I think I may have seen this last month, but it passed by without much fanfare-
Boeing, General Dynamics reach $400 million A-12 settlement with U.S. Navy
The Reuters story goes on to say that Boeing and GD will each pay the Navy $200 Million in aircraft and services to settle the last lawsuit remaining after the cancellation of the A-12 program back in 1991. Yeah, that kind of surprised me- usually we take it in the shorts when it comes to these lawsuits, at least to me.
The aircraft had a unique triangular design, which some equated to a Dorito tortilla chip.
That shape reminds me of a similar design for an alternate use for the S-3 Viking platform
In case you weren't paying attention or were too young to remember it, the A-12 was supposed to be the replacement for the Navy's A-6 Intruder, providing our country with a stealth attack capability. However, like other highly technologically advanced concepts, the program was fraught with problems and delays.
The contract was let in 1988 with the first flight scheduled for 1990. But in early 1990, McDonnell Douglas (later becoming Boeing) and GD fessed up to significant delays and cost overruns. The aircraft weight had grown to 30% over spec and radar development problems caused costs to skyrocket- up to 70% of the Navy's aircraft budget. In December of '90, SECDEF Cheney directed a justification of the program, but the Navy, GD, and McDonnell Douglass were unable to convince him not to cancel the aircraft.
Of course the contractors tried to keep the $1.3 Billion they had been paid for developing the A-12 after the Navy ordered them to pay it back, hence the lawsuits. They claimed that the Government had wrongfully terminated the contract. However, on Jan 24th 2014, as part of the Defense Authorization Bill, the Justice Department announced the settlement which included zero, none, nada taxpayer dollars for the companies' claims. They get to pay us.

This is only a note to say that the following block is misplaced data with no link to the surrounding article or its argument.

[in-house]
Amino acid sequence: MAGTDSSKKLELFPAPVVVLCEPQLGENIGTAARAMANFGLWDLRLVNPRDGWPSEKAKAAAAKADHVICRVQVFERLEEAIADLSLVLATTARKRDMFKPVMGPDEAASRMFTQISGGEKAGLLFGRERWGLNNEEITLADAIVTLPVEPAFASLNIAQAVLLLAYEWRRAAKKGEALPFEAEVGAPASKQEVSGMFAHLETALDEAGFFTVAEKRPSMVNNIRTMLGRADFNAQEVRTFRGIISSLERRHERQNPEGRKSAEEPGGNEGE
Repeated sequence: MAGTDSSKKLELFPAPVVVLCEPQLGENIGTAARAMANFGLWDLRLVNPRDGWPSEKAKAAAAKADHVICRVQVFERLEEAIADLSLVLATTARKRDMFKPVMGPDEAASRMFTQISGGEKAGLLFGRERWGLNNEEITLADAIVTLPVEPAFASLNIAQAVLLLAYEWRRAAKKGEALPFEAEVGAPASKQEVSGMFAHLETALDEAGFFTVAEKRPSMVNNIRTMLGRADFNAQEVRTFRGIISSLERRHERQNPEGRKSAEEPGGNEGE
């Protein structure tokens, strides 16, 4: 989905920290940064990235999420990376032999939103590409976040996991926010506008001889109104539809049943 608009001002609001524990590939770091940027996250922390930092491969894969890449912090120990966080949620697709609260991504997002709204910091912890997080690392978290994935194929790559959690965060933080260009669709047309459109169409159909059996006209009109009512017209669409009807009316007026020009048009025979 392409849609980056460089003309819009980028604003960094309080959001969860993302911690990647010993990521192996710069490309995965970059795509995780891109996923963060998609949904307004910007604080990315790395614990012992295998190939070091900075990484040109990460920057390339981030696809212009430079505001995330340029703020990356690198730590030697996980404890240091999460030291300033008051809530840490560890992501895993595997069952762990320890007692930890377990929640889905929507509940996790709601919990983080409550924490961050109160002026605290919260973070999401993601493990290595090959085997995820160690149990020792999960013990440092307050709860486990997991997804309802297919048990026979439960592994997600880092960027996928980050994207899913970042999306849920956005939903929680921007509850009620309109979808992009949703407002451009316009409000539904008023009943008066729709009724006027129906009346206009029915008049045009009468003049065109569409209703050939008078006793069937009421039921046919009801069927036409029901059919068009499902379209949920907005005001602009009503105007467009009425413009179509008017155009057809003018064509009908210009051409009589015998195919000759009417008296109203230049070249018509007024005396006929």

Sure, $400M is a drop in the bucket when compared to $1.3 Billion, but at least we're getting something. I would hazard to guess that the court fees and man hours spent over the past 23 years are probably close to 400M, but I digress. By the way, we're getting 3 Growlers and a credit towards our GD bill for the DDG-1000 Destroyer.
Here's what SECDEF Cheney said back then:
"The A-12 I did terminate. It was not an easy decision to make because it's an important requirement that we're trying to fulfill. But no one could tell me how much the program was going to cost, even just through the full scale development phase, or when it would be available. And data that had been presented at one point a few months ago turned out to be invalid and inaccurate."
So, we had a company promise us a wonderful program that would cost the Navy a certain amount of money, our tax dollars, but was actually going cost far more than expected and would ruin the Navy's budget. It was 18 months behind schedule, had undergone several delays and embarrassing setbacks, and no one could tell Cheney when the aircraft would be ready to fly, despite
lying promising that the program was healthy just 9 months earlier.